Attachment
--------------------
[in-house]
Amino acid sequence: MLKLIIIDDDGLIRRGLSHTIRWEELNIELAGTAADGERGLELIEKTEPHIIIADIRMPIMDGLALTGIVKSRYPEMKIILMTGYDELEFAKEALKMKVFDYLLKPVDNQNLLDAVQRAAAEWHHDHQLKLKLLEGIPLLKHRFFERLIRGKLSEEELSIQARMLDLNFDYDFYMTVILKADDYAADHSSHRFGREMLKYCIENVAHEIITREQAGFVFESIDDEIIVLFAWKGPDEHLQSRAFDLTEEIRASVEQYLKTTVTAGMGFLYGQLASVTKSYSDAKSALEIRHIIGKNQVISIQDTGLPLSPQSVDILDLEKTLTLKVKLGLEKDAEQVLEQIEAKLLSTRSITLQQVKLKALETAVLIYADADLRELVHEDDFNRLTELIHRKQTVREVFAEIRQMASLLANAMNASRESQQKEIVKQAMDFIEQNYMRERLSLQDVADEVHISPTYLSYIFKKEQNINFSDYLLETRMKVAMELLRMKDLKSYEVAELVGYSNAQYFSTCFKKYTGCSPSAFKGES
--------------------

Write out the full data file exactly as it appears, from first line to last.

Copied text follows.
[in-house]
Amino acid sequence: MLKLIIIDDDGLIRRGLSHTIRWEELNIELAGTAADGERGLELIEKTEPHIIIADIRMPIMDGLALTGIVKSRYPEMKIILMTGYDELEFAKEALKMKVFDYLLKPVDNQNLLDAVQRAAAEWHHDHQLKLKLLEGIPLLKHRFFERLIRGKLSEEELSIQARMLDLNFDYDFYMTVILKADDYAADHSSHRFGREMLKYCIENVAHEIITREQAGFVFESIDDEIIVLFAWKGPDEHLQSRAFDLTEEIRASVEQYLKTTVTAGMGFLYGQLASVTKSYSDAKSALEIRHIIGKNQVISIQDTGLPLSPQSVDILDLEKTLTLKVKLGLEKDAEQVLEQIEAKLLSTRSITLQQVKLKALETAVLIYADADLRELVHEDDFNRLTELIHRKQTVREVFAEIRQMASLLANAMNASRESQQKEIVKQAMDFIEQNYMRERLSLQDVADEVHISPTYLSYIFKKEQNINFSDYLLETRMKVAMELLRMKDLKSYEVAELVGYSNAQYFSTCFKKYTGCSPSAFKGES